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August 14, 2011 The Tax Lawyer

A (Federal) Civil Action: When the Tax Injunction Act and Comity Bar Federal Court Jurisdiction

Vol. 64, No. 2 - Winter 2011

Michael Pih


    In Commerce Energy, Inc. v. Levin, the U.S. Court of Appeals for the Sixth Circuit was presented with two related questions: (1) did the Tax Injunction Act (TIA) bar plaintiffs’ challenge to the constitutionality of provisions of Ohio’s tax code granting certain exemptions to in-state natural gas distributors, and (2) alternatively, did “general principles of comity and federalism” bar the plaintiffs’ claims? The trial court dismissed the plaintiffs’ suit for lack of subject matter jurisdiction, finding that while the TIA did not bar the plaintiffs’ claims, general principles of comity justified dismissal.

    The Sixth Circuit affirmed the district court’s holding that the TIA did not bar the plaintiffs’ suit, but concluded that the district court erred in dismissing the plaintiffs’ suit on comity grounds, remanding the case for further proceedings.

    In spite of broad language in earlier U.S. Supreme Court cases, the Sixth Circuit found that the Court’s most recent decision in Hibbs v. Winn provided a narrower construction as to when principles of comity and federalism bar federal court jurisdiction: where “plaintiffs have sought district-court aid in order to arrest or countermand state tax collection.” Consequently, the Sixth Circuit found that comity did not bar the plaintiffs’ claims because the plaintiffs did not seek to impede or stop state tax collection.

    As a general matter, the issues presented before the Sixth Circuit raise important federalism considerations and the question as to when extent federal courts should defer to state courts to adjudicate challenges to state tax schemes that implicate federal constitutional claims. Based on the Court’s jurisprudence on the matter, the Sixth Circuit drew a clear distinction between cases that would be barred under either the TIA or comity and those that would not. In so doing, it joined several other circuits, including the First, Seventh, and Ninth Circuits, in recognizing the limitations of the comity doctrine as articulated in Hibbs.

    The Supreme Court, however, recently delivered its opinion reversing the Sixth Circuit decision. It noted that the holding in Hibbs was a narrow one that stands for the proposition that comity is inapplicable in cases under the Establishment Clause. Here, the Supreme Court noted that the plaintiffs were essentially challenging their own tax liability as discriminatory under either the Equal Protection or the dormant Commerce Clause.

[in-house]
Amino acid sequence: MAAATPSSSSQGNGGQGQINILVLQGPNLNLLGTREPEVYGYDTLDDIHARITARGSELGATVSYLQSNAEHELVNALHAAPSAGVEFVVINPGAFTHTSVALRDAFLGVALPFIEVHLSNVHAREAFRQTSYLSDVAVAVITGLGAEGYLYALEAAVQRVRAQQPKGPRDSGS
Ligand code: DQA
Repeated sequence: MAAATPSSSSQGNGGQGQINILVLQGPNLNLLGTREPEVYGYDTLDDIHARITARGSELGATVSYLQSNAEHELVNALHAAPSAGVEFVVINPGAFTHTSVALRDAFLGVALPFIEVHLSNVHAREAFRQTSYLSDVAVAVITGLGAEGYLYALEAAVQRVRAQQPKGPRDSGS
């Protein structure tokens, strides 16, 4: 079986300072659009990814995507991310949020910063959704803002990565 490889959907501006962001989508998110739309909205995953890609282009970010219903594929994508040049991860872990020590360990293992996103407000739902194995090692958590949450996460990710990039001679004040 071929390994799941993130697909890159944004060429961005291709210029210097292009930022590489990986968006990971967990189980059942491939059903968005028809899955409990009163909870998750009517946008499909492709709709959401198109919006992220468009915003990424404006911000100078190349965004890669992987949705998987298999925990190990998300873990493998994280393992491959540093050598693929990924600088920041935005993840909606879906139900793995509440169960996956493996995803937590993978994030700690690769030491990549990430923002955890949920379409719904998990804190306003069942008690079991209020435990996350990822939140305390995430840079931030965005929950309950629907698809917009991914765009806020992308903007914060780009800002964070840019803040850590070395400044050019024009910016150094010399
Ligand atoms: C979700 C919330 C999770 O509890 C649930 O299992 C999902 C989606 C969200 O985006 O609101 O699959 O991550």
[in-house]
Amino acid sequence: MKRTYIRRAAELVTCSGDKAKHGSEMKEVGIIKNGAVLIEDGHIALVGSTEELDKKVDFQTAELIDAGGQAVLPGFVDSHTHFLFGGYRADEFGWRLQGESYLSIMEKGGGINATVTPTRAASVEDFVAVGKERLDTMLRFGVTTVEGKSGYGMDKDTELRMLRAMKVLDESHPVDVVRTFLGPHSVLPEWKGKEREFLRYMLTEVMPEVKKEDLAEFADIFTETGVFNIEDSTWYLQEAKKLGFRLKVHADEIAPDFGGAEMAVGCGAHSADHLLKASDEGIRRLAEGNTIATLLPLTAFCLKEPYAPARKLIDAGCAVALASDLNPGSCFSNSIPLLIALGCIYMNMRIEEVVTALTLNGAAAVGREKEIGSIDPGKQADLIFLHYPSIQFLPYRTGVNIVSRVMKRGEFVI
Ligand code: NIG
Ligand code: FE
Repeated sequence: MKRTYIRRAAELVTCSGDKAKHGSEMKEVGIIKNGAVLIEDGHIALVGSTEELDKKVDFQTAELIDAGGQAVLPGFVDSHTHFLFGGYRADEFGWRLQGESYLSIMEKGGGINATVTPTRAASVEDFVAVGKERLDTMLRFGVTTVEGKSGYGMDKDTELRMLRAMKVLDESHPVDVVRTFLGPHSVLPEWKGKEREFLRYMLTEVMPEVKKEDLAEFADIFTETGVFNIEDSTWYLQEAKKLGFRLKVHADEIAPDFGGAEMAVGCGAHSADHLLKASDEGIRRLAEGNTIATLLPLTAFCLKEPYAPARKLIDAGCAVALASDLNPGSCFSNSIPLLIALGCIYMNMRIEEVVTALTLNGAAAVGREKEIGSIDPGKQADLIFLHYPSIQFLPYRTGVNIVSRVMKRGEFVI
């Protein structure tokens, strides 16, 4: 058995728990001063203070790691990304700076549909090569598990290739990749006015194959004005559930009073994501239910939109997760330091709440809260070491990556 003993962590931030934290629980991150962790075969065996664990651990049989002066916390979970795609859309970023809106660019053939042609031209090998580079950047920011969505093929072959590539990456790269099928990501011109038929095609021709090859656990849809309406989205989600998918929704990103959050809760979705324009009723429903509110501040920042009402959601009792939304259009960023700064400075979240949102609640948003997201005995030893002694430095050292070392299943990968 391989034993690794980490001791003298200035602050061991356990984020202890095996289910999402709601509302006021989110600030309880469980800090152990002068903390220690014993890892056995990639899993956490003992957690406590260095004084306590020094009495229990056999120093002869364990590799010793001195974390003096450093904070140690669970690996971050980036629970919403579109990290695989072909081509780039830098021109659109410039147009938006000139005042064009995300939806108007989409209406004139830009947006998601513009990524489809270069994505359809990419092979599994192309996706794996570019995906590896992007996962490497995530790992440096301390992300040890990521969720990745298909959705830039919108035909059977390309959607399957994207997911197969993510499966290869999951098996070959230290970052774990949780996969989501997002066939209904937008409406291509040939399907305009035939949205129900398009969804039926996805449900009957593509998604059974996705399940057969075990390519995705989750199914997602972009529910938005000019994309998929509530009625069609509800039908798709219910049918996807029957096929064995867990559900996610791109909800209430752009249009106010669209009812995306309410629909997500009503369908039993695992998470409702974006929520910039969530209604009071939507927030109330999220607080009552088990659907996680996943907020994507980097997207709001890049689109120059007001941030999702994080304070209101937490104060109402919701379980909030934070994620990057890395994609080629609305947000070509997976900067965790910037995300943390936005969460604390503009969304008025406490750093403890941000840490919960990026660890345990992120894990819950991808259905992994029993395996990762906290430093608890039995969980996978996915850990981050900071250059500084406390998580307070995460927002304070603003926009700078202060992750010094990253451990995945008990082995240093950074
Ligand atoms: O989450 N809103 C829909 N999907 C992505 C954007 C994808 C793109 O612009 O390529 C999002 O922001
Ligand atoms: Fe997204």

This Note argues that the Sixth Circuit’s decision in Commerce Energy correctly applied the principles outlined in the Supreme Court’s decision in Hibbs, and that the Supreme Court’s recent reversal effectively counsels against federal court jurisdiction in nearly all challenges to state tax law. Specifically, it contends that neither the TIA nor principles of comity and federalism preclude adjudication of the plaintiffs’ claims in federal district courts. The purpose of the TIA is to strip federal jurisdiction where a taxpayer seeks to avoid paying taxes, thereby reducing tax revenues. In Commerce Energy, the requested relief would have actually increased tax revenues, which renders the application of the TIA inappropriate. Finally, principles of comity and federalism do not bar federal court relief; an opposite result would limit the scope of the TIA and abrogate congressional intent to define the jurisdictional scope of judicial review of state tax law.

    Part I provides an overview of the judicial doctrine of comity, an introduction to the TIA, and a summary of the case law leading up to the controversy in Commerce Energy. Part II discusses the procedural history and the Sixth Circuit opinion in Commerce Energy. Part III presents an analysis of the court’s decision and provides the rationale as to why neither the TIA nor the comity doctrine precludes federal court jurisdiction in the instant case. It also argues that the Supreme Court’s recent decision did little to clarify the scope of the comity doctrine and instead compounds what was a plain standard articulated in Hibbs.

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